Background: Previous research has shown that exposure to bullying is linked to long-term adverse mental health consequences. However, prospective studies examining the persistence of bullying, using information from repeated time points, are limited. The aim of this study was to examine, firstly, the extent to which exposure to bullying among adolescents in Sweden changes between grades 9 (age 15-16) and 11 (age 17-18) (i.e., before and after the transition from lower to upper secondary school); secondly, whether being bullied in grade 9 or 11 is associated with depression and anxiety symptoms at age 20-21; and thirdly, if being bullied in both grade 9 and 11 is linked to an even higher likelihood of subsequent depression and anxiety symptoms. Potential differences by gender were investigated throughout.

    Methods: Data was derived from the Swedish cohort study Futura01 involving individuals attending grade 9 in the school year 2016/17 (n = 2323). We utilised self-reported information from three survey waves conducted in 2017, 2019, and 2022, and linked registry information on sociodemographic characteristics. Bullying was assessed using a single item in waves 1 and 2. Depression and anxiety symptoms were measured using the Patient Health Questionnaire-4 (PHQ-4) in wave 3. Gender stratified binary logistic regressions were performed.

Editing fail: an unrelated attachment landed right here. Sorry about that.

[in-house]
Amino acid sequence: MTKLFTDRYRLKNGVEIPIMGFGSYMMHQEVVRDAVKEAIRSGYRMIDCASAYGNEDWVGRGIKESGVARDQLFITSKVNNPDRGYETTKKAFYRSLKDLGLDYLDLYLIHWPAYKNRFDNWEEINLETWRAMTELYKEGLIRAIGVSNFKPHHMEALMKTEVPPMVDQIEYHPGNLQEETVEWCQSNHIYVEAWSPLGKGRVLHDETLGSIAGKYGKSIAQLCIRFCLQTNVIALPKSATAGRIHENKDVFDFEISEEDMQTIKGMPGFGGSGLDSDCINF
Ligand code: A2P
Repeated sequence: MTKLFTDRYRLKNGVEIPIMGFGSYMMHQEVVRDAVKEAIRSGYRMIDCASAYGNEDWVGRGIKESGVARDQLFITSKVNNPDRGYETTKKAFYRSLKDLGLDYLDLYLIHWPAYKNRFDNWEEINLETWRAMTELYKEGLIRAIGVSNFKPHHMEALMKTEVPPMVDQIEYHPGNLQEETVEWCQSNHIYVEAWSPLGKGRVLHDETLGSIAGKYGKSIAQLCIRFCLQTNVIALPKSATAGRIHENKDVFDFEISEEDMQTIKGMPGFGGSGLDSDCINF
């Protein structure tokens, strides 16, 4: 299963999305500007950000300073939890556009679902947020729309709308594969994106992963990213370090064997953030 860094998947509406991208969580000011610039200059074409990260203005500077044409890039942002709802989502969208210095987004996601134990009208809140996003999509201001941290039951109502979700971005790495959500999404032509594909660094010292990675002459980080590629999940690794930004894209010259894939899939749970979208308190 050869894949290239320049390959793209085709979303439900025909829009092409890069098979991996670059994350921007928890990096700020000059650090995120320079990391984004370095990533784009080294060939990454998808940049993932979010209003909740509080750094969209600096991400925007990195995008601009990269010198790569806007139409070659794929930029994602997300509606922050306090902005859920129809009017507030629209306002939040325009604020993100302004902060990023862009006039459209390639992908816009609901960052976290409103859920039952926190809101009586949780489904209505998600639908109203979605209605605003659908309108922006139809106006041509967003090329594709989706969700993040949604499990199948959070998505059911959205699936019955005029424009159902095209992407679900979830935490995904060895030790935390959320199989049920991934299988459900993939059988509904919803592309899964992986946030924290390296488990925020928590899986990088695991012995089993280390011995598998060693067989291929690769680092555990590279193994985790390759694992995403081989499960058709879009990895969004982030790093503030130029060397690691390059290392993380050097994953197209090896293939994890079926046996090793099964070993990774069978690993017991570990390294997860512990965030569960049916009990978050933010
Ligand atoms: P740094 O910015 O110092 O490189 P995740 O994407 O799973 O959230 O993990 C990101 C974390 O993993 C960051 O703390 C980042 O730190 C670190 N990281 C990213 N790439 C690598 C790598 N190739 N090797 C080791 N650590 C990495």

Results: Among those who were bullied in grade 9, 22.6% of males and 35.8% of females continued to experience bullying in grade 11. For females, exposure to bullying in grade 9 or 11 was associated with an increased likelihood of reporting depression and anxiety symptoms at age 20-21, with the highest odds for those bullied at both time points. For males, only one statistically significant association was identified - specifically, between being bullied in grade 9 and subsequent depression symptoms.ConclusionsFor a majority of adolescents who experience bullying in lower secondary school, but not all, the transition to upper secondary school proves to be beneficial as the bullying typically does not persist. However, bullying can have long-term health effects, in particular for females. These findings emphasise the importance of effective measures to address bullying within schools.

  • 37.
    Brolin Låftman, Sara
    et al.
    Stockholm University, Faculty of Social Sciences, Department of Public Health Sciences, Centre for Health Equity Studies (CHESS).
    Magnusson, Charlotta
    Stockholm University, Faculty of Social Sciences, The Swedish Institute for Social Research (SOFI).
    Olsson, Gabriella
    Stockholm University, Faculty of Social Sciences, Department of Public Health Sciences, Centre for Health Equity Studies (CHESS).
    Svensson, Johan
    Stockholm University, Faculty of Social Sciences, Department of Public Health Sciences.
    Wahlström, Joakim
    Stockholm University, Faculty of Social Sciences, Department of Public Health Sciences, Centre for Health Equity Studies (CHESS).
    Modin, Bitte
    Stockholm University, Faculty of Social Sciences, Department of Public Health Sciences, Centre for Health Equity Studies (CHESS).
    Problematic alcohol use in the family and adolescents’ stress-related complaints2021In: European Journal of Public Health: Supplement 3, October 2021. Supplement 14th European Public Health Conference Public health futures in a changing world, 2021, Vol. 31, article id ckab165.519Conference paper (Other academic)